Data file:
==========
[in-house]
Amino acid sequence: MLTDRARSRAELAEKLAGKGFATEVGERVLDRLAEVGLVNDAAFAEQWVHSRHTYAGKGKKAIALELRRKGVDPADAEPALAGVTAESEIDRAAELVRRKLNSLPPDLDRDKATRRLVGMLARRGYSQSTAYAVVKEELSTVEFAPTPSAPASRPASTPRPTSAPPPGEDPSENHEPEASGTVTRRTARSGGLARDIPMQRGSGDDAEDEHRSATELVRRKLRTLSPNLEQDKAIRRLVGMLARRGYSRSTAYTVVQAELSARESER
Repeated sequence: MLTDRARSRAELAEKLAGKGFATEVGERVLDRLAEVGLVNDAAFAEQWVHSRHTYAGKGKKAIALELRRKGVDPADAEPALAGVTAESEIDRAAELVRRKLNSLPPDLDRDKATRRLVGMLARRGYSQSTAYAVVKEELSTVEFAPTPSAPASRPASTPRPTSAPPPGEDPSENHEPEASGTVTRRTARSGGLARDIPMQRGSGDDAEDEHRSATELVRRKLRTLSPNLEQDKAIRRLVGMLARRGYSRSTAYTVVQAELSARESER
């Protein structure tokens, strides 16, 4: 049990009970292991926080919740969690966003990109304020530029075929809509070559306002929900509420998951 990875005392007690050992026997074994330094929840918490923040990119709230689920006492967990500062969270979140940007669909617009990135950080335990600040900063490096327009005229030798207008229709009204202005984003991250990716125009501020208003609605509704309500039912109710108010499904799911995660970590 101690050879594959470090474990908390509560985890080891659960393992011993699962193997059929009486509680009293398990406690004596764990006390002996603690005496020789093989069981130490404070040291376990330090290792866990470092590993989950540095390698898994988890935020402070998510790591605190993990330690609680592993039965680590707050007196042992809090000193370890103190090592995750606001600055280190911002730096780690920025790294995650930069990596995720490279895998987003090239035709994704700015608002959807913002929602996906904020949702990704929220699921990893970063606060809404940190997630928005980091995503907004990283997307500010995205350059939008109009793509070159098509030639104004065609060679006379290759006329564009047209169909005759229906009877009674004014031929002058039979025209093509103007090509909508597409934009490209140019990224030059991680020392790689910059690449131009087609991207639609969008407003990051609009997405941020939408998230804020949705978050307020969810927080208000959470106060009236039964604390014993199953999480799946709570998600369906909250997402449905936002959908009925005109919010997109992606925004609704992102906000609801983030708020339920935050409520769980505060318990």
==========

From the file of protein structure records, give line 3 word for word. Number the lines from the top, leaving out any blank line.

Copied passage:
Repeated sequence: MLTDRARSRAELAEKLAGKGFATEVGERVLDRLAEVGLVNDAAFAEQWVHSRHTYAGKGKKAIALELRRKGVDPADAEPALAGVTAESEIDRAAELVRRKLNSLPPDLDRDKATRRLVGMLARRGYSQSTAYAVVKEELSTVEFAPTPSAPASRPASTPRPTSAPPPGEDPSENHEPEASGTVTRRTARSGGLARDIPMQRGSGDDAEDEHRSATELVRRKLRTLSPNLEQDKAIRRLVGMLARRGYSRSTAYTVVQAELSARESER